As far as the mattress protector, I think I would like something that protects against spills such as resulted from the notorious wine incident which I will not describe in detail. I have heard however that waterproof protectors can be uncomfortable to sleep on. Are you aware of any that provide could leak protection but are also comfortable?
I appreciate your assistance and I know feel I am reasonably close to a resolution.
I would first confirm that the bed you have would meet the manufacturer’s warranty criteria … especially regarding center support. I would also confirm that the Laxeby meets the warranty criteria as well because some manufacturers (such as Tempurpedic) have very specific criteria about the type of bedframe or foundation that is necessary and it may not include a base that has any flex.
If you have a flexible foundation under a foam mattress then even if it provides suitable support in terms of the number of slats and the gaps between them (which it would), it can also change the feel and response of the mattress. This can be beneficial or detrimental depending on how a specific combination feels and performs for you. As you mentioned you may also be able to feel the firmer center support through your mattress depending on the thickness and type of materials in your mattress, your weight and sensitivity, and on how much you sleep on the center of your mattress. These are all things that you can only know with your own personal experience if you are using a different type of support system than when you tested the mattress.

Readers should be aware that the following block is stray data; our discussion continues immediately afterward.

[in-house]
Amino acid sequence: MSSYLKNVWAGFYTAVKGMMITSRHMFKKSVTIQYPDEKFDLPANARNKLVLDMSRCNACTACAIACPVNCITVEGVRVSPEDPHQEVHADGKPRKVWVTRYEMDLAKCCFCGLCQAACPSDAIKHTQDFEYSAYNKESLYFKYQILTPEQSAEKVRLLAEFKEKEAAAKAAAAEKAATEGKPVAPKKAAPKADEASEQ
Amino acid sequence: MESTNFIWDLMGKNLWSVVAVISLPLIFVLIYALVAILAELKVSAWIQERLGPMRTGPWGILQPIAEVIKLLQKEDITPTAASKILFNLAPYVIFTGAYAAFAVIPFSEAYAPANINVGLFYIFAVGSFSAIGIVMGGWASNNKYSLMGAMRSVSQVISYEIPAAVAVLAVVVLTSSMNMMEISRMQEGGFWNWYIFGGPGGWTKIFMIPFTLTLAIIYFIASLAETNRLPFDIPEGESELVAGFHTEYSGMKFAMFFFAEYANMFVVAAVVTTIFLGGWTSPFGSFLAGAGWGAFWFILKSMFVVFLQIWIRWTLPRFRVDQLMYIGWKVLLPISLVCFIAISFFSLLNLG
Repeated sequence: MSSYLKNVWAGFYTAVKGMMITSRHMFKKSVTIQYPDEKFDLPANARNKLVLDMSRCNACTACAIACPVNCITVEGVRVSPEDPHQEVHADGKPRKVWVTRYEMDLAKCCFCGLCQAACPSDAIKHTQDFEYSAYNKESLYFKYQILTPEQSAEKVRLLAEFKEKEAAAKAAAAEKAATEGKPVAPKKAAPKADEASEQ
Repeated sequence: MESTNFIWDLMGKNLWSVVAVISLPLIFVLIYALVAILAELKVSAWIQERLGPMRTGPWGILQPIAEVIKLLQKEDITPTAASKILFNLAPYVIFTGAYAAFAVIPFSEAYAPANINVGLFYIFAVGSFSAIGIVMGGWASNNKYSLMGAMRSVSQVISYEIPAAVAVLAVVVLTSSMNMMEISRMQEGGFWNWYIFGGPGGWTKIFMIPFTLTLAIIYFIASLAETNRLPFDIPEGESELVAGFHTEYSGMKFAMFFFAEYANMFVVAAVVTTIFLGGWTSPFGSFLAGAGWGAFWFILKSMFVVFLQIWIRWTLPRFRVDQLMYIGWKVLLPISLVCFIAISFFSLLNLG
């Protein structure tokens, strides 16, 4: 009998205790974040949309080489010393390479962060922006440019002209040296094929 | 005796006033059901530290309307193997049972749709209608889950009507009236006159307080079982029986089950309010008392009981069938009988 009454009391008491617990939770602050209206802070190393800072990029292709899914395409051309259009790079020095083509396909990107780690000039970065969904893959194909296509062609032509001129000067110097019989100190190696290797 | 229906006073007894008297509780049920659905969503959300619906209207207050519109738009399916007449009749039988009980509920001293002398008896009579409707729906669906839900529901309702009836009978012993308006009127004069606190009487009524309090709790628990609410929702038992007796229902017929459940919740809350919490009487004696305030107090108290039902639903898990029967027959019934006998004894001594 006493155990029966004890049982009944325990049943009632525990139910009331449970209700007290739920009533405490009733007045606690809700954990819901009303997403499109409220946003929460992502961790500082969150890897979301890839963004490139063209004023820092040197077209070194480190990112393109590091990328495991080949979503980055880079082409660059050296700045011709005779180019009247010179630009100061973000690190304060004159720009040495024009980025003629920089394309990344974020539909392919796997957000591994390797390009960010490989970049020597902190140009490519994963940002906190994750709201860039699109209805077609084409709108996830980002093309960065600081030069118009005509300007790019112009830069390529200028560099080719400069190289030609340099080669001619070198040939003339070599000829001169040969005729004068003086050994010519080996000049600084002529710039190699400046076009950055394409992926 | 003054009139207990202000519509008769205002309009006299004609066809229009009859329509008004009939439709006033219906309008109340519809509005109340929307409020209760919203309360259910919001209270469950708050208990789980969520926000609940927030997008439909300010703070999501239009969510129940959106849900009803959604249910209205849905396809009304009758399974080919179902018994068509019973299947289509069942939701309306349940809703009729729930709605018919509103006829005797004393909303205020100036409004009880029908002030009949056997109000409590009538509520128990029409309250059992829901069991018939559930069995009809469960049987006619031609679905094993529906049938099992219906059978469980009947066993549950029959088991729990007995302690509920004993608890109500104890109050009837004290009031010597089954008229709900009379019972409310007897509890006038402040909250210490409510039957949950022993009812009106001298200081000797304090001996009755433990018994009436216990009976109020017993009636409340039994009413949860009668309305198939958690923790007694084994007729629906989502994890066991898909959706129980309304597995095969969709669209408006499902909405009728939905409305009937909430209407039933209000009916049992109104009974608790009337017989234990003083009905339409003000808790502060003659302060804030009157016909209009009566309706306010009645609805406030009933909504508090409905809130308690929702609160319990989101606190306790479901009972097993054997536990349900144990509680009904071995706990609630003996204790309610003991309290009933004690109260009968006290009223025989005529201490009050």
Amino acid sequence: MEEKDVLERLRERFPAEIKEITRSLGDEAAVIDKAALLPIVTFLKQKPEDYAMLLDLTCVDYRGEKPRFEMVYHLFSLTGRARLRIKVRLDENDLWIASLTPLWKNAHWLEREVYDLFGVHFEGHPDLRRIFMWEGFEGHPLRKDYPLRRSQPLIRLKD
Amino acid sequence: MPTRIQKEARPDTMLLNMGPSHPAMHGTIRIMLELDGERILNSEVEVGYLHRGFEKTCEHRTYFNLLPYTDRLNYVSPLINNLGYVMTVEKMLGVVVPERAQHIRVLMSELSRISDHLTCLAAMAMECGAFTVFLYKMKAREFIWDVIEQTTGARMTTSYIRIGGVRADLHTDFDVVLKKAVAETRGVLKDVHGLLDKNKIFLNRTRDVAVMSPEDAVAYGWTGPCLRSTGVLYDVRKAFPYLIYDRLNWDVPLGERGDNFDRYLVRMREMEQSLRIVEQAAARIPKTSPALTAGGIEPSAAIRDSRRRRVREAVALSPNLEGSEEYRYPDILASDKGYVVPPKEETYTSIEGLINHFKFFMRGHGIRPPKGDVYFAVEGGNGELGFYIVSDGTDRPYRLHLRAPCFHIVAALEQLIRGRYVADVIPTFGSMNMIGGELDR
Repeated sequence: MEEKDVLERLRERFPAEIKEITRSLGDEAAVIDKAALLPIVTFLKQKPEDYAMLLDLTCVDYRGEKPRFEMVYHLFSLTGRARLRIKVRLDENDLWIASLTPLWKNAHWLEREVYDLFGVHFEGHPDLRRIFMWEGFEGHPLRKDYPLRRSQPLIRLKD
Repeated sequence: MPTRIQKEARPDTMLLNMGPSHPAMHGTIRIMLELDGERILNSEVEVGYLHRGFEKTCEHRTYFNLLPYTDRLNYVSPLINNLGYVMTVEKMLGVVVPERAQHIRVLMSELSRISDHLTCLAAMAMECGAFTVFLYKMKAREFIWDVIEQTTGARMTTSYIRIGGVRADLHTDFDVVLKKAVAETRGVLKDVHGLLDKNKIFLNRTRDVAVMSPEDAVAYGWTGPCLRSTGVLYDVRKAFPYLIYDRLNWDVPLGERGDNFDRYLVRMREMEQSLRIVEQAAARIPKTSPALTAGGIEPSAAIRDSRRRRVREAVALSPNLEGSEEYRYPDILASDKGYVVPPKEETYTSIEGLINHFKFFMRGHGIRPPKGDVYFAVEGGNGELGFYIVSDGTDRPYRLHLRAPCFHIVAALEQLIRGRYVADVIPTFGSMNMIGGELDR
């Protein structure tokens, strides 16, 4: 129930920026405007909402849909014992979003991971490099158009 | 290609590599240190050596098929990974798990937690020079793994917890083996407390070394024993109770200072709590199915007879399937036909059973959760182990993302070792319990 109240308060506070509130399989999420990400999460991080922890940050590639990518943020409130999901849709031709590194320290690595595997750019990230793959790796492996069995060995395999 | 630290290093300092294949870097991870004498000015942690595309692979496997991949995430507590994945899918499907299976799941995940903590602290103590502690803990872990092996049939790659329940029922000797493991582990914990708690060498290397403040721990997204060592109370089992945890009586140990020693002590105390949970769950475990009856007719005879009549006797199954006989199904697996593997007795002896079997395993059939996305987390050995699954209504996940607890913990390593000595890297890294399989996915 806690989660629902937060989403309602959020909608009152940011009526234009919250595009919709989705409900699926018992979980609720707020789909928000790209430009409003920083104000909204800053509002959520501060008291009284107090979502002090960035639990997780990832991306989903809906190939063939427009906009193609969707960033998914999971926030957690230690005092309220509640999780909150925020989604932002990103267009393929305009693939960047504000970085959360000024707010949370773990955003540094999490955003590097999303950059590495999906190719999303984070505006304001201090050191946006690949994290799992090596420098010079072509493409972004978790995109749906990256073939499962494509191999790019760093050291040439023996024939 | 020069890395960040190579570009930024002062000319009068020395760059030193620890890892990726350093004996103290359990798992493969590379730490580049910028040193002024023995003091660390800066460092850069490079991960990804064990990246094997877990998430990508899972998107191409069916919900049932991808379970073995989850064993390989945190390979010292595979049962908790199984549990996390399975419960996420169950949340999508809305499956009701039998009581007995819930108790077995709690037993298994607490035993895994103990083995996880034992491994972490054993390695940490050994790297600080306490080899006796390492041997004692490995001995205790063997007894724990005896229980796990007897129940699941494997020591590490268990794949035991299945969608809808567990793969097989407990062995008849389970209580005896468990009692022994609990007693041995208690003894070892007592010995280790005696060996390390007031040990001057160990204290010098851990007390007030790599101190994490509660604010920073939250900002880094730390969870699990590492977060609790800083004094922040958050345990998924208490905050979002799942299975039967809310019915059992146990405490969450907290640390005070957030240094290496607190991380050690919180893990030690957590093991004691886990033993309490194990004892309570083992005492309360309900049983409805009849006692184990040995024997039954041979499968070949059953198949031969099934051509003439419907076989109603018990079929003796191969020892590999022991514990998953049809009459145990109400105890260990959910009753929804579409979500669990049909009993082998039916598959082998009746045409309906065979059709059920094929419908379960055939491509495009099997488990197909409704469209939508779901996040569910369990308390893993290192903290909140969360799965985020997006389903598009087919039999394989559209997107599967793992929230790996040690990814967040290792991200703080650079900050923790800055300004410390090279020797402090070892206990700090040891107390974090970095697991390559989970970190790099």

You’ve probably seen this but there is more about the different types of mattress protectors in post #89 here. Waterproof vs water resistant, the effect on the “feel” of your mattress, and how it affects sleeping temperature are all tradeoffs and there isn’t one that has the best of all of them. Most people are fine with the thinner membrane type but there are also some people who sleep warmer on them regardless of the specific brand (possibly in combination with some of the other factors that can affect sleeping temperature that are discussed here).
Hi Phoenix: Job done - I have purchased the Seneca mattress from Northwest after confirming that my Laxeby foundation would not negate their warranty. I got the queen size for $820 cdn which is just about what I budgetted and I have also ordered a mattress protector after reviewing the options examined on this site. Thu guy at Northwest is Mike Richard and I found him to be low pressure, knowledgable sales man who helped me match up my needs with the many matttresses they offer. My one remaining task is to upgrade my pillows but I am going to use the mattress awhile before deciding what kind of pillows would work best.
The advice you provided and many of the posts contributed by others helped to reduce my confustion about mattresses and to make what I think is a very good choice. My sincere thanks for providing this very useful resource.
I have now slept on my new mattress for almost 2 weeks. I am really pleased with it. Could not ask for better support and comfort. No aches and pains in the morning. The lack of support at the edges is really not an issue and the mattressprotector I purchased is not noticeable.